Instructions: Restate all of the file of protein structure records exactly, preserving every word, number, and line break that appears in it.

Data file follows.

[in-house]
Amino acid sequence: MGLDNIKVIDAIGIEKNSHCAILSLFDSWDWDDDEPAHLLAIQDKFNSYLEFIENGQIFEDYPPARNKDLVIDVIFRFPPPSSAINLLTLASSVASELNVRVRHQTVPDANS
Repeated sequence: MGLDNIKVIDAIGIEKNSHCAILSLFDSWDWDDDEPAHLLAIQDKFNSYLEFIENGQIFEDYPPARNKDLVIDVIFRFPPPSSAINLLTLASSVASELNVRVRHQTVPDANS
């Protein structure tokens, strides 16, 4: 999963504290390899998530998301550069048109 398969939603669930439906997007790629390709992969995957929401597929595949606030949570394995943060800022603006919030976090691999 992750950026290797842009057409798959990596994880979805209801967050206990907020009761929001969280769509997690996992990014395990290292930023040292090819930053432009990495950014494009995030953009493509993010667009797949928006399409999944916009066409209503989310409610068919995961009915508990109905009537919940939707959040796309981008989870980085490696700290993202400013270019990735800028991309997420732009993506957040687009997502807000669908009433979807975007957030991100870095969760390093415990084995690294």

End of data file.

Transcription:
[in-house]
Amino acid sequence: MGLDNIKVIDAIGIEKNSHCAILSLFDSWDWDDDEPAHLLAIQDKFNSYLEFIENGQIFEDYPPARNKDLVIDVIFRFPPPSSAINLLTLASSVASELNVRVRHQTVPDANS
Repeated sequence: MGLDNIKVIDAIGIEKNSHCAILSLFDSWDWDDDEPAHLLAIQDKFNSYLEFIENGQIFEDYPPARNKDLVIDVIFRFPPPSSAINLLTLASSVASELNVRVRHQTVPDANS
């Protein structure tokens, strides 16, 4: 999963504290390899998530998301550069048109 398969939603669930439906997007790629390709992969995957929401597929595949606030949570394995943060800022603006919030976090691999 992750950026290797842009057409798959990596994880979805209801967050206990907020009761929001969280769509997690996992990014395990290292930023040292090819930053432009990495950014494009995030953009493509993010667009797949928006399409999944916009066409209503989310409610068919995961009915508990109905009537919940939707959040796309981008989870980085490696700290993202400013270019990735800028991309997420732009993506957040687009997502807000669908009433979807975007957030991100870095969760390093415990084995690294």